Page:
At dinner time In the dining room Gary walked by our table and pushed my plate away, he shouted “my mam has to work to pay for my dinner, you get yours free, you scrounger”.

    In the afternoon I got into a bit trouble for not having my PE kit.  It was in such a state that I couldn’t wear it, so I didn’t bring it.  My teacher wasn’t that bad, he understood when I explained to him.

     

    Going Home                                                                                                                                                                                                                            At home time we decide to take another route home, it’s a long way, but we will avoid meeting up with Gary and his mates.

     

    At Home                                                                                                                                                                                                                                    When I got home, I tidied up a bit.  My mother is not very well at the moment, she worries so much about not being able to provide for us. She told me there was some beans for tea and some bread for toast. There wasn’t much, so I made it and told her to share it with my brother and sister, as I was going to GAZ and I would be able to get something to eat there.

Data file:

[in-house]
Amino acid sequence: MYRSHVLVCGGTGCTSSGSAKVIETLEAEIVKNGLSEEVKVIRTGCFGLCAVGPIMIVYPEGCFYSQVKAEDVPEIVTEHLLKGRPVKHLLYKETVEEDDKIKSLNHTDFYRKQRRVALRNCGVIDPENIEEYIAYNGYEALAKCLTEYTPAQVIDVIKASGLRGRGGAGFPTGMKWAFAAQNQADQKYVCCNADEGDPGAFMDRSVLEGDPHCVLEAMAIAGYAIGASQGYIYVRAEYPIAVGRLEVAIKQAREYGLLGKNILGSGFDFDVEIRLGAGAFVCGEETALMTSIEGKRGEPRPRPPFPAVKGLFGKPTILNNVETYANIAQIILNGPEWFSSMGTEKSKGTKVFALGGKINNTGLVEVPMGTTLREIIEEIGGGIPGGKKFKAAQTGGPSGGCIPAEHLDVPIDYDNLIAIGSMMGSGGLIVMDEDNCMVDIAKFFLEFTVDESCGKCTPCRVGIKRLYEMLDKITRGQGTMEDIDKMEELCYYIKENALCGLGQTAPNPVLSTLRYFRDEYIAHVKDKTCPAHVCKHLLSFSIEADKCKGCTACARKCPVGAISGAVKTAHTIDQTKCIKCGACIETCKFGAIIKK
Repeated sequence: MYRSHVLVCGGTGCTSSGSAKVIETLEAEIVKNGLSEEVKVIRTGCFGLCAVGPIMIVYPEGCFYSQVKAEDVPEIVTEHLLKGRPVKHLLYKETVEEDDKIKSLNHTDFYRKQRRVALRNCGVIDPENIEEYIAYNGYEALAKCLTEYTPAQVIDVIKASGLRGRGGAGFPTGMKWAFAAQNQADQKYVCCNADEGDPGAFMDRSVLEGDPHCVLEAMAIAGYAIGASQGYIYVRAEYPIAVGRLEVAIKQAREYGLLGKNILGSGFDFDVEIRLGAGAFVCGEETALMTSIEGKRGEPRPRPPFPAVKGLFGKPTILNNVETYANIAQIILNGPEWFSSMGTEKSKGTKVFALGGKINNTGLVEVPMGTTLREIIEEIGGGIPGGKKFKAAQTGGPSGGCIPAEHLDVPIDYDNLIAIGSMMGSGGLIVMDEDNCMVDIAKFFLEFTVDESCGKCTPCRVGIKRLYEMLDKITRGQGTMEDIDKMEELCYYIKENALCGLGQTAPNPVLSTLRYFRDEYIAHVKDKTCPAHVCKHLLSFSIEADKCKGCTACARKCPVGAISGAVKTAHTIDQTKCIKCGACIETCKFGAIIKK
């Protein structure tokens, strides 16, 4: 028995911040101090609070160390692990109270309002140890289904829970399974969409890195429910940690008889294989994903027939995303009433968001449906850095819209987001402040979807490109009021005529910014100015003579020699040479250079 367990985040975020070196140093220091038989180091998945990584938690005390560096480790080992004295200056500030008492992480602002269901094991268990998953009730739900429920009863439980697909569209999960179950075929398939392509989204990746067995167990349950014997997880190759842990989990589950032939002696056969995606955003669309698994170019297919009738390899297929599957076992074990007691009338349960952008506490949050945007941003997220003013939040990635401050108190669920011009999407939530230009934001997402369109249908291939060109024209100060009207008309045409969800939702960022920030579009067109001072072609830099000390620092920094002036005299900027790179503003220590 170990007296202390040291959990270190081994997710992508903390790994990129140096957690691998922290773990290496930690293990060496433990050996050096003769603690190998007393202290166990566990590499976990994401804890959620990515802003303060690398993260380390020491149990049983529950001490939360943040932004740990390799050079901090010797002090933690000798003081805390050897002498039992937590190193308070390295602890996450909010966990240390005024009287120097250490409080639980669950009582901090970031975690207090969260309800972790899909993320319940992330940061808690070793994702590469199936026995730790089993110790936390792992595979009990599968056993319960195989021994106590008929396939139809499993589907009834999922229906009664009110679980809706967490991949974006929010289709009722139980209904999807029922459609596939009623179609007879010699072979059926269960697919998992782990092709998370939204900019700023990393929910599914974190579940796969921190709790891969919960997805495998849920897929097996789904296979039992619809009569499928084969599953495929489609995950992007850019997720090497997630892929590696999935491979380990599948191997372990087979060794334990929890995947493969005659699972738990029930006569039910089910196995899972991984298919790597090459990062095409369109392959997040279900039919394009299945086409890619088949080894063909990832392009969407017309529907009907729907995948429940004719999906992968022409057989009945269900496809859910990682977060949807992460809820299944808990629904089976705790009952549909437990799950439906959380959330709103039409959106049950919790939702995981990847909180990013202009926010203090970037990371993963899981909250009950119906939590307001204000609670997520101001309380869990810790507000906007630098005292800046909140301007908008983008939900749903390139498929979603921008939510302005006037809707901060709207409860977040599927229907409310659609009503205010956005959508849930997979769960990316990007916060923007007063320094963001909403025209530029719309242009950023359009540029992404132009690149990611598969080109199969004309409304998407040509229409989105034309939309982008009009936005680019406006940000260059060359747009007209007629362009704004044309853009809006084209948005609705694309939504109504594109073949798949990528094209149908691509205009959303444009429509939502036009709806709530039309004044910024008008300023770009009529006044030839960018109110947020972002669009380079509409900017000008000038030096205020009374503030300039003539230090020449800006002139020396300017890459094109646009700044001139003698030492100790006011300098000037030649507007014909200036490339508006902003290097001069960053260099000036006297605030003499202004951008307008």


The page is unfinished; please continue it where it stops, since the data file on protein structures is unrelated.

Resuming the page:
Going to GAZ                                                                                                                                                                                                                          Walking down to GAZ I had to pass Gary and his mates.  They tried to trip me up and pushed me against a fence and made fun of my trainers and that I still had my uniform on, they told me that I stink and called me a scrounger.   Gary and his mates come to GAZ, but they have to leave me alone while I am there.  If they get caught picking on people they would be thrown out, GAZ won’t allow bullying.

    When I get to GAZ, I am relieved that it’s open. Jack is there waiting for me and we go in. There’s always free food, I had a sandwich and a sausage roll from Greggs, Greggs donate a lot of food to GAZ.  There’s also fruit and I have a banana and some grapes.

    There’s lots to do at GAZ, I had a game of pool with Jack then we played FIFA football on the Xbox, then we played bingo.  Jack won a bar of chocolate for winning a line and shared it with me.